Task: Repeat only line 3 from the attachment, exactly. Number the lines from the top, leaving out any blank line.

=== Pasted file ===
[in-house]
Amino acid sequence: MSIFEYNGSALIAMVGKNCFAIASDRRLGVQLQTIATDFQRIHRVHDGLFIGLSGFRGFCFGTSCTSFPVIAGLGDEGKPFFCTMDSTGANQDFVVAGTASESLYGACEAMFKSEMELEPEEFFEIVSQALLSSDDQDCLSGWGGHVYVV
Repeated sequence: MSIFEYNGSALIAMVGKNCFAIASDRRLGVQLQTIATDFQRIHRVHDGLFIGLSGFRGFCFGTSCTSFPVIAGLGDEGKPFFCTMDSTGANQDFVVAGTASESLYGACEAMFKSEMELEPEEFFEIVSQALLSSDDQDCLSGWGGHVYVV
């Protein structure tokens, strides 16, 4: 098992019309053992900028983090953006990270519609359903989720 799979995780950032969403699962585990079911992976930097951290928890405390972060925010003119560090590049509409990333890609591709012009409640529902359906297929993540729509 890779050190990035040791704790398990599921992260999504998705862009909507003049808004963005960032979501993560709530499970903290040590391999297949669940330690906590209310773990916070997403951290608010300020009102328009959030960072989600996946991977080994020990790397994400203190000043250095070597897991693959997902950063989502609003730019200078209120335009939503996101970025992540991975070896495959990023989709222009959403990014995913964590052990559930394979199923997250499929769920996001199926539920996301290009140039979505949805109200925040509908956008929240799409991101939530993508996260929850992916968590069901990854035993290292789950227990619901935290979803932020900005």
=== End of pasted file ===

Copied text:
Repeated sequence: MSIFEYNGSALIAMVGKNCFAIASDRRLGVQLQTIATDFQRIHRVHDGLFIGLSGFRGFCFGTSCTSFPVIAGLGDEGKPFFCTMDSTGANQDFVVAGTASESLYGACEAMFKSEMELEPEEFFEIVSQALLSSDDQDCLSGWGGHVYVV